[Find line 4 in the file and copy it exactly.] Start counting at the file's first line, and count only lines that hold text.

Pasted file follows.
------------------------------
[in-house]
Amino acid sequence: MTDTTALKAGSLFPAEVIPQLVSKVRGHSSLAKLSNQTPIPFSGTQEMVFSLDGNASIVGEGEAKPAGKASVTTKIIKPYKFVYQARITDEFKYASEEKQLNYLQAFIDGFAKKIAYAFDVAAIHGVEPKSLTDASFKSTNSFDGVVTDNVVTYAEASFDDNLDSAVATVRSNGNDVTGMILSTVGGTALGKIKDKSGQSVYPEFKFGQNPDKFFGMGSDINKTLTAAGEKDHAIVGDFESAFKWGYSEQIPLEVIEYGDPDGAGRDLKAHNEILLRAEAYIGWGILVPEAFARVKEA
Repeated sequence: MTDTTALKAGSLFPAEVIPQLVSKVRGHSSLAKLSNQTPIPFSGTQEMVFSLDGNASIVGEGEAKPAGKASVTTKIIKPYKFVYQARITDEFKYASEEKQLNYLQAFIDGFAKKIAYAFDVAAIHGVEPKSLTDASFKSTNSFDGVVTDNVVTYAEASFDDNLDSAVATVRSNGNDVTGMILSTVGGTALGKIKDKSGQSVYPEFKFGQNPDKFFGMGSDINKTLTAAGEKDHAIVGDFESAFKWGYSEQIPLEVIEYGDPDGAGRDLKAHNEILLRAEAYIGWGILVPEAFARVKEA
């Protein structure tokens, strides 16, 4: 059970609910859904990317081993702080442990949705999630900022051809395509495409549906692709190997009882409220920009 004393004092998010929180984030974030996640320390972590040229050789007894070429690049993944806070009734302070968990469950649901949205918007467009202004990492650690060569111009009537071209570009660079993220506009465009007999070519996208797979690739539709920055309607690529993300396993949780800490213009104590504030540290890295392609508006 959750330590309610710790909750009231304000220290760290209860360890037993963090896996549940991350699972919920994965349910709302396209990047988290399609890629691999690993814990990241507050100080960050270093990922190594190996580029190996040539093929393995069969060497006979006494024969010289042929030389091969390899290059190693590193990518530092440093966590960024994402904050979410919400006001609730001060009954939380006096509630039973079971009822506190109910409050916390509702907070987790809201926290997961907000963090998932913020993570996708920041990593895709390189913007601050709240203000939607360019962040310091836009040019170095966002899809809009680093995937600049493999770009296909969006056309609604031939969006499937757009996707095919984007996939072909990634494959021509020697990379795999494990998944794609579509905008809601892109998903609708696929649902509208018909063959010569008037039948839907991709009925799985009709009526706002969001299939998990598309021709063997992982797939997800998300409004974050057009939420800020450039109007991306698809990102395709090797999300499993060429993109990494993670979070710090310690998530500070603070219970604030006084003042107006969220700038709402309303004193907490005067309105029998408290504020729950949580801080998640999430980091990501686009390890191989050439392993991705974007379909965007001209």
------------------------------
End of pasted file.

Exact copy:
């Protein structure tokens, strides 16, 4: 059970609910859904990317081993702080442990949705999630900022051809395509495409549906692709190997009882409220920009 004393004092998010929180984030974030996640320390972590040229050789007894070429690049993944806070009734302070968990469950649901949205918007467009202004990492650690060569111009009537071209570009660079993220506009465009007999070519996208797979690739539709920055309607690529993300396993949780800490213009104590504030540290890295392609508006 959750330590309610710790909750009231304000220290760290209860360890037993963090896996549940991350699972919920994965349910709302396209990047988290399609890629691999690993814990990241507050100080960050270093990922190594190996580029190996040539093929393995069969060497006979006494024969010289042929030389091969390899290059190693590193990518530092440093966590960024994402904050979410919400006001609730001060009954939380006096509630039973079971009822506190109910409050916390509702907070987790809201926290997961907000963090998932913020993570996708920041990593895709390189913007601050709240203000939607360019962040310091836009040019170095966002899809809009680093995937600049493999770009296909969006056309609604031939969006499937757009996707095919984007996939072909990634494959021509020697990379795999494990998944794609579509905008809601892109998903609708696929649902509208018909063959010569008037039948839907991709009925799985009709009526706002969001299939998990598309021709063997992982797939997800998300409004974050057009939420800020450039109007991306698809990102395709090797999300499993060429993109990494993670979070710090310690998530500070603070219970604030006084003042107006969220700038709402309303004193907490005067309105029998408290504020729950949580801080998640999430980091990501686009390890191989050439392993991705974007379909965007001209």